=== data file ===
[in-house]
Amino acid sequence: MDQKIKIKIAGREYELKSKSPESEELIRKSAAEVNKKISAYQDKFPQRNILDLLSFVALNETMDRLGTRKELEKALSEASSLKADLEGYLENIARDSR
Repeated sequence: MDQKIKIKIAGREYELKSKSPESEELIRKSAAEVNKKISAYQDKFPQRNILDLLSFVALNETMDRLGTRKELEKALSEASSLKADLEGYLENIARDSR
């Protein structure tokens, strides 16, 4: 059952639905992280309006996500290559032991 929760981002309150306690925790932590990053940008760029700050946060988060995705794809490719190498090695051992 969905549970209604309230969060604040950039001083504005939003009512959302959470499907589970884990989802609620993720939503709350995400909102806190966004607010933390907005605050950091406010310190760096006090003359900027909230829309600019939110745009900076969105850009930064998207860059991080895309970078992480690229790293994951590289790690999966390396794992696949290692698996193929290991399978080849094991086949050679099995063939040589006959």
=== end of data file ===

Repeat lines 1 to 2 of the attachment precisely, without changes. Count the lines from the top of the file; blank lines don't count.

[in-house]
Amino acid sequence: MDQKIKIKIAGREYELKSKSPESEELIRKSAAEVNKKISAYQDKFPQRNILDLLSFVALNETMDRLGTRKELEKALSEASSLKADLEGYLENIARDSR